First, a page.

KUALA LUMPUR, 28 April, 2011 – Malaysia’s economy staged a strong recovery in 2010, with near-term growth expected to develop favorably at 5.3 percent for 2011 and 5.5 percent in 2012, says the April 2011 edition of the Malaysia Economic Monitor released today. To succeed in becoming a high income country, however, the report stresses that Malaysia must accelerate structural reforms, and promote skill-intensive growth by developing, attracting and retaining talent.
On recent trends, the report notes that it has been driven mainly by the domestic private sector, supported by buoyant commodity exports. In line with domestic demand, growth in the services sector was sustained.
“Malaysia’s positive growth performance was accompanied by a build-up in inflationary pressure and a surge in capital inflows,” says Annette Dixon, the World Bank’s Country Director for Malaysia. “While still benign at present, higher inflation would risk undermining consumer spending. The strength of the global recovery and pace of fiscal consolidation pose further risks.”
To generate lasting growth, the Monitor cautioned that Malaysia needs faster implementation of structural reforms. It emphasized that concrete progress has been made in public service delivery and project-based investment, but added that further efforts are needed to address the cross-cutting structural bottlenecks in the economy with comprehensive policies.
“The urgency to whole-heartedly tackle the deep-rooted bottlenecks is real,” says Philip Schellekens, the World Bank’s Senior Economist for Malaysia and lead author of the report. “Regional competition for talent, trade and FDI has intensified. Other countries are forging ahead with policy reforms similar to Malaysia’s New Economic Model, so progress will be measured in relative terms.”
Malaysia’s journey to high income will also depend on how it handles brain drain—the emigration of high-skill human capital. The report estimates the Malaysian diaspora in 2010 at 1 million, with brain drain at a third of this. By boosting productivity and strengthening inclusiveness, Malaysia can address the brain drain comprehensively, says the Monitor. It recommends a revamp of the education system, an overhaul of the innovation eco-system, and a reorientation of inclusiveness policies towards merit and need—policy thrusts that are well reflected in Malaysia’s transformation programmes.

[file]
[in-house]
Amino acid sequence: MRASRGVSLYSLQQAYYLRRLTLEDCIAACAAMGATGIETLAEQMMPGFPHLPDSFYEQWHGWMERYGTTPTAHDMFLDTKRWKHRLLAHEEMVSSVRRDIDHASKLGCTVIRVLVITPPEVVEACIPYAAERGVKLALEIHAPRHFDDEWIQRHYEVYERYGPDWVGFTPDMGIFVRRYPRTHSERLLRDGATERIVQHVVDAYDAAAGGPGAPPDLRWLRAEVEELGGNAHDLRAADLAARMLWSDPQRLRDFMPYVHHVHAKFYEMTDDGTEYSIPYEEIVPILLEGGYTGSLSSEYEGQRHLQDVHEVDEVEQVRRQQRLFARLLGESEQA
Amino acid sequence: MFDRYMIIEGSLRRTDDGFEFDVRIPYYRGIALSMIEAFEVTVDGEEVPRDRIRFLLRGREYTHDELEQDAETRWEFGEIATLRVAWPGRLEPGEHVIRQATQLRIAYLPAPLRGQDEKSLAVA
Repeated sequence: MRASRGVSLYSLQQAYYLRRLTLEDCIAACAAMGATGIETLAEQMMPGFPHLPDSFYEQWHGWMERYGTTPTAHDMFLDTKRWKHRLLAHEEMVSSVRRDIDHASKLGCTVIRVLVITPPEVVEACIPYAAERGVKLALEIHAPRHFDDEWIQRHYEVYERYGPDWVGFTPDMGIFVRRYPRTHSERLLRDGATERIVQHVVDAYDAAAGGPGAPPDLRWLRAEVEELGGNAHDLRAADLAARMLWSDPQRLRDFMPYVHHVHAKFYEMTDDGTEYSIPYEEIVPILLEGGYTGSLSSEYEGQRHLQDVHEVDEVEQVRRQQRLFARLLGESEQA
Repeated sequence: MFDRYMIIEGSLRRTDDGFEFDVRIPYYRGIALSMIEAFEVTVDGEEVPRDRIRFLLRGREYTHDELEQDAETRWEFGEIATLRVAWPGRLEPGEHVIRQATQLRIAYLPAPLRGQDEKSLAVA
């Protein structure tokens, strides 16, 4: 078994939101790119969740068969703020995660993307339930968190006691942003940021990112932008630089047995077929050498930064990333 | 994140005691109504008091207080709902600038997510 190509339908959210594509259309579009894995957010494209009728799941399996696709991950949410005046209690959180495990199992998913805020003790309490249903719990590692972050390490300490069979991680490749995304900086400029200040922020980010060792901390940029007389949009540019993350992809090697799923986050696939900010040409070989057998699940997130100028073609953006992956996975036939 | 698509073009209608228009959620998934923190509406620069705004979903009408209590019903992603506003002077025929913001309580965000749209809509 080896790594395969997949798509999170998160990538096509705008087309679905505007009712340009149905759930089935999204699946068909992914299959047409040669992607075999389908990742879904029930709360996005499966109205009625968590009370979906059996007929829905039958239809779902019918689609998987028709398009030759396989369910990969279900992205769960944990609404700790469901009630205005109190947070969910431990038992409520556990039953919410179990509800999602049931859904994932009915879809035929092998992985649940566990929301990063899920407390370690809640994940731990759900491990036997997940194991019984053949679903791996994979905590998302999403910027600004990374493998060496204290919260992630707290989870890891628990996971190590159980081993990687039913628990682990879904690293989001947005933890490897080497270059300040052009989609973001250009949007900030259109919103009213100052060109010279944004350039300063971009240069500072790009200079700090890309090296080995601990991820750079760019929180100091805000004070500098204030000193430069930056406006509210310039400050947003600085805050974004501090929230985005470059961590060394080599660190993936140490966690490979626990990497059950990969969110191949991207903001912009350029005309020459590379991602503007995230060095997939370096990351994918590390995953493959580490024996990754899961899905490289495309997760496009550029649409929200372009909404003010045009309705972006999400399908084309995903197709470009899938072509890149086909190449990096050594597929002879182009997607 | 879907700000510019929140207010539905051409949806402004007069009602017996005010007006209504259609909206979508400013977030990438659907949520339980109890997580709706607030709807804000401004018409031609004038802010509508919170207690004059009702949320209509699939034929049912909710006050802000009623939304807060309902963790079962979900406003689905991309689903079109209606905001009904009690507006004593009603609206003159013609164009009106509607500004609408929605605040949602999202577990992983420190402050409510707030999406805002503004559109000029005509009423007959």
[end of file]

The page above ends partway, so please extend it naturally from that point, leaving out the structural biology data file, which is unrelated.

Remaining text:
Policy approaches that target the flow of talent across borders directly can complement these comprehensive approaches, but cannot substitute for them, the report said. Once the enabling factors of productivity and inclusiveness are addressed, Malaysia will need to proactively participate in the global competition for talent. Recent initiatives by the Talent Corporation, such as the Residence Pass and the Returning Experts Programme, are welcome in this respect. Malaysia can also engage more deeply with the diaspora. One immediate example is to seek the diaspora’s input on how to deal with brain drain.
The Malaysia Economic Monitor series provides an analytical perspective on the policy challenges facing Malaysia as it grows into a high-income economy. The series also represents an effort to reach out to a broad audience, including policymakers, private sector leaders, market participants, civil society and academia.